Step three: Whisk remaining egg white in a small shallow dish with 2 teaspoons water. Place the remaining 1 1/2 cups peanuts in a wide, shallow dish. Take a 1/4 scoop of dough, and then tap on the counter to release it. Dip the top side of the dough into the egg white and then into the peanuts, covering the surface generously. Place the dough, nut side up, on the cookie sheet and press the surface gently with the heel of your hand, flattening the ball into a 3-inch disk. Place cookies three inches apart on the baking sheet, and sprinkle the top of each cookie with about 1/2 teaspoon of the remaining sugar.

Step four: Bake for 14 to 16 minutes or until the sides of the cookies begin to brown and the tops are set.

Federal Deficit Fudge
2 1/2 cups sugar
3/4 teaspoon salt
1/4 cup butter
5 oz. evaporated milk
1 Jar marshmallow fluff
1 teaspoon vanilla
12 oz. semisweet bakers chocolate

Step one: Take a 9-inch square baking pan and line with tin foil. In a large saucepan, combine the first 5 ingredients. Stir over low heat until blended. Heat to a full rolling boil, being careful not to mistake escaping air bubbles for boiling. Boil slowly, stirring constantly, for 5 minutes.

Step two: Remove from heat and stir in vanilla and chocolate until chocolate is all melted. Pour into the lined pan, and allow to cool for at least 4 hours before cutting into 1 inch pieces.

Sunday, January 4, 2009

Best Friends Forever

Have you ever had a best friend you've never met? Well, I have. Her name is Lorna Sass. If only we ever got the chance to meet, I know we'd be best friends forever and ever (and I'm talking about a friendship complete with matching necklaces, a secret language and a hidden fort). It's such a cruel fate that our paths have never crossed, because she gets me like no one else. She understands just how important a good bowl of warm oatmeal is on a cold winter morning. She embraces hominy and teff and sorghum and all the other oft-neglected grains. She even understands that wild rice is not actually a rice at all, but a member of the grass family! Sigh.

I met Lorna just this morning when I flipped open her book Whole Grains Every Day, Every Way while having my morning coffee. And, as I may have alluded to earlier, it was love at first read. Lorna, bless her soul, has traveled to the ends of the earth in order to find the best way to prepare and cook each grain as well as the tastiest accompanying flavors. I spent a dreamy hour browsing the recipe section until I found the perfect side-dish to accompany the steak that was planned for my dinner. It was delicious. Or, more specifically, it was sunny, hardy, fiery, and honeyed, topped with a spicy citrus bite. Just the type of unexpectedly sweet side-dish that should be shared with your new best friend. P.S. Lorna, if you're reading this, please do give me a call!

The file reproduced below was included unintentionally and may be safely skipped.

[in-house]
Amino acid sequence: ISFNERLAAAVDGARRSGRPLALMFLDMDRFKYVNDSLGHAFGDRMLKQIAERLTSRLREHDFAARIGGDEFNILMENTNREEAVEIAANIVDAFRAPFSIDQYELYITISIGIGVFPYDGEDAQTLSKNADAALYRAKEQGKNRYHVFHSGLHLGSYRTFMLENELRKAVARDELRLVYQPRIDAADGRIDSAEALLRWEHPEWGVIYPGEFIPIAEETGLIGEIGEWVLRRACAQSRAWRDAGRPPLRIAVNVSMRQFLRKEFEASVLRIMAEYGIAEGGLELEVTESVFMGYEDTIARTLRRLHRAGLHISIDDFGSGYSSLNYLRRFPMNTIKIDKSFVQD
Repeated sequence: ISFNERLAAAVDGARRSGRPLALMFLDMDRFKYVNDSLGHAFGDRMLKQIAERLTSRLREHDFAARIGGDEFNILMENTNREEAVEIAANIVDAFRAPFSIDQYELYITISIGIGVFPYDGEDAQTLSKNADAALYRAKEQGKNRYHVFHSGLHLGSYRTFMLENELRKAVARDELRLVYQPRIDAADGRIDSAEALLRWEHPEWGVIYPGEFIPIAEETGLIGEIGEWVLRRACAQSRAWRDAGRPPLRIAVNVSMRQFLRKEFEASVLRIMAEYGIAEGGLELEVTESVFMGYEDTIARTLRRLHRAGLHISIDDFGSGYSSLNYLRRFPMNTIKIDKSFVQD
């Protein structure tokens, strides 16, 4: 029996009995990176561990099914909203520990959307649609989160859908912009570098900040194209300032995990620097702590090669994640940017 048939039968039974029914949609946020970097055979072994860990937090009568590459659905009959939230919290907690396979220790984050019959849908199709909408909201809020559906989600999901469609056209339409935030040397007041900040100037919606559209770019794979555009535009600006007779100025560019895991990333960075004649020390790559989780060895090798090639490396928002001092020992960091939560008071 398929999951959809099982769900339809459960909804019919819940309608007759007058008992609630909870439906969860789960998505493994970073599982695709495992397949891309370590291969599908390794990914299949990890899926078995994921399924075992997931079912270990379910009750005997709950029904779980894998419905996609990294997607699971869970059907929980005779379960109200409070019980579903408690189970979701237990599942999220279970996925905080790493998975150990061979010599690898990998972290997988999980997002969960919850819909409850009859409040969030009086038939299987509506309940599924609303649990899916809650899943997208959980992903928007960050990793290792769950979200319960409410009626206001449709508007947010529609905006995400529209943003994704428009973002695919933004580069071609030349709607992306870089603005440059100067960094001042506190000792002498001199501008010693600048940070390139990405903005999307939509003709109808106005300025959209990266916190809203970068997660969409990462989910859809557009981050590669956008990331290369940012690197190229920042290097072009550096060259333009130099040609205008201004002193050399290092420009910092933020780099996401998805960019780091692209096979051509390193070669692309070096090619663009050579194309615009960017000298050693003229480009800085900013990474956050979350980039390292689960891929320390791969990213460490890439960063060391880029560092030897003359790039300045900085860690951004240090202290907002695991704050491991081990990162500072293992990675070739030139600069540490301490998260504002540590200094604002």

Wild Rice with Gingered Squash
Adapted from Whole Grains Every Day Every Way by Lorna Sass
Serves 6

1 medium butternut squash
salt to taste
1 to 2 inch piece of ginger, peeled and chopped finely (1/8 to 1/4 cup)
2 to 3 teaspoons honey
2 cups cooked wild rice
1tablespoon unsalted butter
1 1/2 teaspoons grated orange zest

Step One. Cook the wild rice. Rinse 3/4 cup dry wild rice grains. Place the rinsed rice in a heavy-bottomed sauce pan with 1 3/4 cup water and bring to a boil. Cover, reduce the heat, and in Lorna Sass' words, "cook until some of the rice splits open and some of the grains have 'butterflied' (split open and curled), 35 to 65 minutes." Done rice should be soft and chewy with just a hint of crunch. When the rice has finished cooking, cover it and let it stand for 5 minutes.

Step Two. Steam the squash. Peel and seed your squash before cutting it into 1 inch chunks. Pour 1 cup of water into a large, heavy saucepan. Add the salt and bring to a boil. Stir in half of the ginger. Add the squash and distribute the remaining ginger on top. Cover and cook over medium-high heat until the squash is tender, about 12-15 minutes. Check every few minutes and add boiling water, if needed to maintain the water level. When squash is tender, use a slotted spoon to transfer the squash to a serving platter and cover it so that it stays warm.

Step Three. Make the glaze. Stir 2 teaspoons of the honey into the cooking liquid, and boil over high heat until reduced and slightly syrupy, about 5 minutes. Stir in the wild rice, butter and orange zest, plus more honey, if desired. Lower the heat and simmer for another minute.

Step Four. Combine and serve! Pour the mixture over the squash, toss lightly, and serve immediately.

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Adriana Willsie and Kylie Springman ©2009